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Is your New Year’s resolution to lay off the sweet stuff already in the rearview mirror? Breaking sugar addiction can take trial and error. It’s every bit as challenging as overcoming alcohol or drug use — in some ways, even more so. However, people do it all the time, and you can too.
If you haven’t succeeded in the past, you may need a different approach. Understanding the science of the sweet stuff provides agency as you see the reason behind the compulsions that drive your behavior. Understanding psychology lets you treat yourself with grace, as you would a friend, instead of beating yourself up, which often makes things worse.
If you’re ready to reclaim your health and sense of control, here’s how to break sugar addiction and six strategies for sticking to your guns.
The reason that it is so hard to break a sugar addiction is that the substance activates your brain’s reward circuitry, making you feel good when you eat it — at least, until the guilt kicks in. You might have read that sugar is as addictive as cocaine! Guess what? It’s true in a way, as both affect brain chemical levels, although the science is complicated.
It’s good news, however. Recent studies show that both cocaine and sugar activate similar brain regions upon initial exposure. These changes affected neuroplasticity, causing an increase in certain structures associated with processing rewards. However, the brains of those on drugs showed a greater level of reorganization.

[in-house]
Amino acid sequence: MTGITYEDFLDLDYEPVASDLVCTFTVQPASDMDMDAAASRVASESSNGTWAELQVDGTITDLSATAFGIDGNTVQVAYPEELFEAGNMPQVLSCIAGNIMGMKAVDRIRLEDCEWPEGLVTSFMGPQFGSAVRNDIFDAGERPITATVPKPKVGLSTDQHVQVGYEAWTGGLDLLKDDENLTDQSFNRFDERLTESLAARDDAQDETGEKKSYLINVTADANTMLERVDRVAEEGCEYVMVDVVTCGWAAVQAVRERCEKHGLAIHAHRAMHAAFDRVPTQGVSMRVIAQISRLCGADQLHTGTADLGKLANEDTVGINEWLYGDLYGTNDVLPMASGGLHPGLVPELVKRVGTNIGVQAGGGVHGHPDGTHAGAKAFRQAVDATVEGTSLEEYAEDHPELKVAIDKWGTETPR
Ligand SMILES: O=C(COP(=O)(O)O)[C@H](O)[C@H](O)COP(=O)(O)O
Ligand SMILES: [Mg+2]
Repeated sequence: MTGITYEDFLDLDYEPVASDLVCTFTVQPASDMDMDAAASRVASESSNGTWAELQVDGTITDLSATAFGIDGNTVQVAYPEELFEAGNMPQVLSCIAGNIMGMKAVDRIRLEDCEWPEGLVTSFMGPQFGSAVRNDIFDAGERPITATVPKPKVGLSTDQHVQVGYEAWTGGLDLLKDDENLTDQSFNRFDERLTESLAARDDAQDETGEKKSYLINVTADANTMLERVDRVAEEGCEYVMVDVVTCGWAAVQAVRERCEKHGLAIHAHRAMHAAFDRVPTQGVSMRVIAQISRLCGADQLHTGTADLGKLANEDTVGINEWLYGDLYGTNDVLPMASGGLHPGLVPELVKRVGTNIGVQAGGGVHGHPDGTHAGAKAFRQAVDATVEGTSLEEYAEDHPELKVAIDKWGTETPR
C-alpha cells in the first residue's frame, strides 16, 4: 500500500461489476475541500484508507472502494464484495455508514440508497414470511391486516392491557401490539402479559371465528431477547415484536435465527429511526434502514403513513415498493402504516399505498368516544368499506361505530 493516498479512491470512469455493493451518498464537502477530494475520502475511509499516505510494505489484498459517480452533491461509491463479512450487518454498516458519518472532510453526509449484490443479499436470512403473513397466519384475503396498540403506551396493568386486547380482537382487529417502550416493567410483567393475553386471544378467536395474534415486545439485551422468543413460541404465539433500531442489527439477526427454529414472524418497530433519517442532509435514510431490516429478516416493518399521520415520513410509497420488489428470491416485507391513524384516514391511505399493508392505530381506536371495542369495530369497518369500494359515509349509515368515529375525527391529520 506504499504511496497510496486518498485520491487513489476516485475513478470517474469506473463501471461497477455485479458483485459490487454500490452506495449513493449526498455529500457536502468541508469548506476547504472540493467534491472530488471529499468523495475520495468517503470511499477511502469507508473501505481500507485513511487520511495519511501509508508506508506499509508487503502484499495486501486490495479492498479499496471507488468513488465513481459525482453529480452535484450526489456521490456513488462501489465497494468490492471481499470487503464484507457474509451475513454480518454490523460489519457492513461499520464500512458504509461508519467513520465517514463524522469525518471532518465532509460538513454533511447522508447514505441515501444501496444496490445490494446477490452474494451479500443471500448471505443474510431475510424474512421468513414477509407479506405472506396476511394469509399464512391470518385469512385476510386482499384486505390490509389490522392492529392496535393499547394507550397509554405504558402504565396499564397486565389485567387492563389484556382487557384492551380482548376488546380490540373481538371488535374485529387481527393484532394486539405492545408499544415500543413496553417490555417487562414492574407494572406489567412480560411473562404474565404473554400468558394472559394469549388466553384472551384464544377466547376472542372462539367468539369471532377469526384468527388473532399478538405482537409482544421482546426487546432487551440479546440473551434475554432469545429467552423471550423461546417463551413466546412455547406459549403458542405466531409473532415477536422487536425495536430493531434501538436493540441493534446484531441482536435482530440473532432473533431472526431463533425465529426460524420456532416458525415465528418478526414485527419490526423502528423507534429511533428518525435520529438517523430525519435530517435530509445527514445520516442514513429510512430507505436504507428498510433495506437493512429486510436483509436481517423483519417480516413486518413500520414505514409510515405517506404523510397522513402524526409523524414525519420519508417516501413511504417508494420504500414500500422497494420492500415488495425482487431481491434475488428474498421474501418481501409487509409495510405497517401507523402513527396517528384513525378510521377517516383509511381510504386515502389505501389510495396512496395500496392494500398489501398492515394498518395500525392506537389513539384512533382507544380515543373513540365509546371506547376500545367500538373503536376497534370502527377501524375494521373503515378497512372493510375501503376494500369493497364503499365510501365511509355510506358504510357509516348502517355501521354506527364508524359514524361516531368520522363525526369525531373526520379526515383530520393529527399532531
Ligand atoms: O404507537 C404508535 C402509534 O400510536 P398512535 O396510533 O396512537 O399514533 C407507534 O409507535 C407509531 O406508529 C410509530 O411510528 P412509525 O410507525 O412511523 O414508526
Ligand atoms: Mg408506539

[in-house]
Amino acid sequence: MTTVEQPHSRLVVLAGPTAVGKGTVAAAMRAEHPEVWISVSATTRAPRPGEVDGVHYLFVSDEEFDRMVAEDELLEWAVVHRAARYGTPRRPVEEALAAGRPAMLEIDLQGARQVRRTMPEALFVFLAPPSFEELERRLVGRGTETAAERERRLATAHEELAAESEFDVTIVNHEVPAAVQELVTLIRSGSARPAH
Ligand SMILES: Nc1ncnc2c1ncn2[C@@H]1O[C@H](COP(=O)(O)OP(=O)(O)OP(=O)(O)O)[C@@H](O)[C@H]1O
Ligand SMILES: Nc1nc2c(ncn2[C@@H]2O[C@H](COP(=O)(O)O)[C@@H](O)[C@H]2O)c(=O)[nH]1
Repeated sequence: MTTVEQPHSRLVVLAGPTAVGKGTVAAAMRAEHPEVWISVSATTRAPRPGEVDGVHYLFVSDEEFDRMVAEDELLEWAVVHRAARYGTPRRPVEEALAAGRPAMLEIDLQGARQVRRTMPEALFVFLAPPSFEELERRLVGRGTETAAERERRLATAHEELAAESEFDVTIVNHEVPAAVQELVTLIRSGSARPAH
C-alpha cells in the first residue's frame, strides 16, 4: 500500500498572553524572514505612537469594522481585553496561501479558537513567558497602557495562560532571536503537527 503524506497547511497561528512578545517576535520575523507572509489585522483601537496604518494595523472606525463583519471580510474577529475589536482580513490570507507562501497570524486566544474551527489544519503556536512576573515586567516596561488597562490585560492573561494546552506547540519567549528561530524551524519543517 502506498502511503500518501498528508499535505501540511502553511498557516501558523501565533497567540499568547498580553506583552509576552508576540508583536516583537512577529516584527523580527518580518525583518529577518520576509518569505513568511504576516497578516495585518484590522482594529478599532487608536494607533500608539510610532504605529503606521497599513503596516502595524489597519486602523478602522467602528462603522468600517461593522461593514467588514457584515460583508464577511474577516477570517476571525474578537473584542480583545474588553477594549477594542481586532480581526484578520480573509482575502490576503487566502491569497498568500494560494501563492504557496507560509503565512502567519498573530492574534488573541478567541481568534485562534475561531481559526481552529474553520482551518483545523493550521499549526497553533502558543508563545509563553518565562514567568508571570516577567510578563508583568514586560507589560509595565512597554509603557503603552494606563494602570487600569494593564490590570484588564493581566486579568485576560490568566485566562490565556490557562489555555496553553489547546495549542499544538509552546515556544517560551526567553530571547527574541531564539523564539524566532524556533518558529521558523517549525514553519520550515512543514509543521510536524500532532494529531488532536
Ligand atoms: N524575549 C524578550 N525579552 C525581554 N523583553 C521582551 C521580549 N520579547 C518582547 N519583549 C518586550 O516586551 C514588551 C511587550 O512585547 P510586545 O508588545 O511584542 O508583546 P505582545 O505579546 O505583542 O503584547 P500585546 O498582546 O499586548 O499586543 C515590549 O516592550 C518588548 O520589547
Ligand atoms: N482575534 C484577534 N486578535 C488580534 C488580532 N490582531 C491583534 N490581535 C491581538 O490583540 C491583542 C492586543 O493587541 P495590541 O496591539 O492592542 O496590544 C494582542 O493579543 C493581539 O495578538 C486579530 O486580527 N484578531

What does this mean? A single exposure to sugar lights up your brain, similar to a cocaine hit. However, this effect fades with repeated exposure to the sweet stuff. Conversely, it increases in the brains of people exposed to cocaine, meaning you crave more and more to get the same effect.
The good news is that you’re unlikely to go on a fatal sugar bender. Eventually, the resulting sick feeling will compel you to stop eating, which doesn’t happen with cocaine. The bad is that once the icky side effects of too much sugar fade, you seek out another “hit.” Here’s where mindfulness comes into play, as many things drive humans to eat besides hunger.
Why did you last eat? If you’re in tune with your body and have relative freedom over your schedule, you might answer, “Because I was hungry.” However, other equally valid responses include:
One of the biggest challenges you face in breaking a sugar addiction is that you have to eat. Unlike people addicted to alcohol or drugs, you can’t go “cold turkey” with food. Further mucking up the mix is that you don’t only eat when you’re hungry — people use food for various purposes, including emotional regulation or coping with challenging feelings.
To break sugar addiction, therefore, you must get mindful. Before you put something in your mouth, ask yourself:
Am I eating because I am hungry or is it something else?